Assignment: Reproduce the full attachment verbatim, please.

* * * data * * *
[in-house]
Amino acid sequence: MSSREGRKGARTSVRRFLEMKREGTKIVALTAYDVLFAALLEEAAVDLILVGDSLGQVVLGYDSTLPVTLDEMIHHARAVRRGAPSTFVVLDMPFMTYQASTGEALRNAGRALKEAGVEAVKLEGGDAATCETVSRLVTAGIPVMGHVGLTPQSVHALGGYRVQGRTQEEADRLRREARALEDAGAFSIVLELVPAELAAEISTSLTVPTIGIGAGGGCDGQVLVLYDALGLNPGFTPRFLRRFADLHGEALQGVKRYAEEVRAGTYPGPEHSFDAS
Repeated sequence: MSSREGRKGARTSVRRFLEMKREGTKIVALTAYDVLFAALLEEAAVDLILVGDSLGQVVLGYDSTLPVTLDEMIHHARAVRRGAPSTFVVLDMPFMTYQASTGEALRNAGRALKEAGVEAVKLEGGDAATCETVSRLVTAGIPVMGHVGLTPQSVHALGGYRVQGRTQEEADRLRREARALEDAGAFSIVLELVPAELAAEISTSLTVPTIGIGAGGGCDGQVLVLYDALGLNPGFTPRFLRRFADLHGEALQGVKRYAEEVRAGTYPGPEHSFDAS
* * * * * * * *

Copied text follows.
[in-house]
Amino acid sequence: MSSREGRKGARTSVRRFLEMKREGTKIVALTAYDVLFAALLEEAAVDLILVGDSLGQVVLGYDSTLPVTLDEMIHHARAVRRGAPSTFVVLDMPFMTYQASTGEALRNAGRALKEAGVEAVKLEGGDAATCETVSRLVTAGIPVMGHVGLTPQSVHALGGYRVQGRTQEEADRLRREARALEDAGAFSIVLELVPAELAAEISTSLTVPTIGIGAGGGCDGQVLVLYDALGLNPGFTPRFLRRFADLHGEALQGVKRYAEEVRAGTYPGPEHSFDAS
Repeated sequence: MSSREGRKGARTSVRRFLEMKREGTKIVALTAYDVLFAALLEEAAVDLILVGDSLGQVVLGYDSTLPVTLDEMIHHARAVRRGAPSTFVVLDMPFMTYQASTGEALRNAGRALKEAGVEAVKLEGGDAATCETVSRLVTAGIPVMGHVGLTPQSVHALGGYRVQGRTQEEADRLRREARALEDAGAFSIVLELVPAELAAEISTSLTVPTIGIGAGGGCDGQVLVLYDALGLNPGFTPRFLRRFADLHGEALQGVKRYAEEVRAGTYPGPEHSFDAS